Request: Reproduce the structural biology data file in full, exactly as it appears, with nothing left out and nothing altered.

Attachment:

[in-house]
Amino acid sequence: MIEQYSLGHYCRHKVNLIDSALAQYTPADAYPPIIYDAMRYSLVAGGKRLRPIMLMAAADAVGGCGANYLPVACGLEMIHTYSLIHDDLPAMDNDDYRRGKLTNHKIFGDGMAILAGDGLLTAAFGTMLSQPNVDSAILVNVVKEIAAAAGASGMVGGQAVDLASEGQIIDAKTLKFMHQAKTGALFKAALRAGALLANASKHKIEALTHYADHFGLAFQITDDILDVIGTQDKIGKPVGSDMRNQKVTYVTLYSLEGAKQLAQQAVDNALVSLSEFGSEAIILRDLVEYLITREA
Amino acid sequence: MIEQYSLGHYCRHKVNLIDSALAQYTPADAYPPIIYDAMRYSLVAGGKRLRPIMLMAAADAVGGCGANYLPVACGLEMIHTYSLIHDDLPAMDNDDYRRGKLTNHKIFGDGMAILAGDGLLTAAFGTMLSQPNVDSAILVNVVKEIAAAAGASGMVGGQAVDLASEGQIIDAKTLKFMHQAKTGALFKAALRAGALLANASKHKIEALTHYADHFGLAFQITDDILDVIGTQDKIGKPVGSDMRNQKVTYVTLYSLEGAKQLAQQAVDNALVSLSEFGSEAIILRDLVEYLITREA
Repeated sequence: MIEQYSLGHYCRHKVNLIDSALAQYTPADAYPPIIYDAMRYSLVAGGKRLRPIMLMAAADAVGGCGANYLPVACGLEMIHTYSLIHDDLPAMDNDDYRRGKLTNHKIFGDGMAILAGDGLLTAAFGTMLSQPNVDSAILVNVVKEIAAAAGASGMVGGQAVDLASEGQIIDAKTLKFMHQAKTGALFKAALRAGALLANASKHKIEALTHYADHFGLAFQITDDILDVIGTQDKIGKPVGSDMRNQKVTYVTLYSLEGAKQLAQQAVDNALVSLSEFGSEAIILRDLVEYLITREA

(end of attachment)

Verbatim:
[in-house]
Amino acid sequence: MIEQYSLGHYCRHKVNLIDSALAQYTPADAYPPIIYDAMRYSLVAGGKRLRPIMLMAAADAVGGCGANYLPVACGLEMIHTYSLIHDDLPAMDNDDYRRGKLTNHKIFGDGMAILAGDGLLTAAFGTMLSQPNVDSAILVNVVKEIAAAAGASGMVGGQAVDLASEGQIIDAKTLKFMHQAKTGALFKAALRAGALLANASKHKIEALTHYADHFGLAFQITDDILDVIGTQDKIGKPVGSDMRNQKVTYVTLYSLEGAKQLAQQAVDNALVSLSEFGSEAIILRDLVEYLITREA
Amino acid sequence: MIEQYSLGHYCRHKVNLIDSALAQYTPADAYPPIIYDAMRYSLVAGGKRLRPIMLMAAADAVGGCGANYLPVACGLEMIHTYSLIHDDLPAMDNDDYRRGKLTNHKIFGDGMAILAGDGLLTAAFGTMLSQPNVDSAILVNVVKEIAAAAGASGMVGGQAVDLASEGQIIDAKTLKFMHQAKTGALFKAALRAGALLANASKHKIEALTHYADHFGLAFQITDDILDVIGTQDKIGKPVGSDMRNQKVTYVTLYSLEGAKQLAQQAVDNALVSLSEFGSEAIILRDLVEYLITREA
Repeated sequence: MIEQYSLGHYCRHKVNLIDSALAQYTPADAYPPIIYDAMRYSLVAGGKRLRPIMLMAAADAVGGCGANYLPVACGLEMIHTYSLIHDDLPAMDNDDYRRGKLTNHKIFGDGMAILAGDGLLTAAFGTMLSQPNVDSAILVNVVKEIAAAAGASGMVGGQAVDLASEGQIIDAKTLKFMHQAKTGALFKAALRAGALLANASKHKIEALTHYADHFGLAFQITDDILDVIGTQDKIGKPVGSDMRNQKVTYVTLYSLEGAKQLAQQAVDNALVSLSEFGSEAIILRDLVEYLITREA